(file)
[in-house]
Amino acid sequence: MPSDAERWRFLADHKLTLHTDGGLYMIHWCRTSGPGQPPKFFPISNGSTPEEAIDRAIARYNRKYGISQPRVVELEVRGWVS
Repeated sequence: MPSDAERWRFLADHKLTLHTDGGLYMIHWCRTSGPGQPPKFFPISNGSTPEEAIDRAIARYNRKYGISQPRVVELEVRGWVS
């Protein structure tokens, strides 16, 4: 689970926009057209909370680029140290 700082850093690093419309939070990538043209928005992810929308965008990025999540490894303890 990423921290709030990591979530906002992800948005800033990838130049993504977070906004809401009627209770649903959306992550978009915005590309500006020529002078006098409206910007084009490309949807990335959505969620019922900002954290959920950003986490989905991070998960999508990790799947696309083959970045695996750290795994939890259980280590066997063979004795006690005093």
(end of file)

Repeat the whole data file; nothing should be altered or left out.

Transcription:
[in-house]
Amino acid sequence: MPSDAERWRFLADHKLTLHTDGGLYMIHWCRTSGPGQPPKFFPISNGSTPEEAIDRAIARYNRKYGISQPRVVELEVRGWVS
Repeated sequence: MPSDAERWRFLADHKLTLHTDGGLYMIHWCRTSGPGQPPKFFPISNGSTPEEAIDRAIARYNRKYGISQPRVVELEVRGWVS
């Protein structure tokens, strides 16, 4: 689970926009057209909370680029140290 700082850093690093419309939070990538043209928005992810929308965008990025999540490894303890 990423921290709030990591979530906002992800948005800033990838130049993504977070906004809401009627209770649903959306992550978009915005590309500006020529002078006098409206910007084009490309949807990335959505969620019922900002954290959920950003986490989905991070998960999508990790799947696309083959970045695996750290795994939890259980280590066997063979004795006690005093």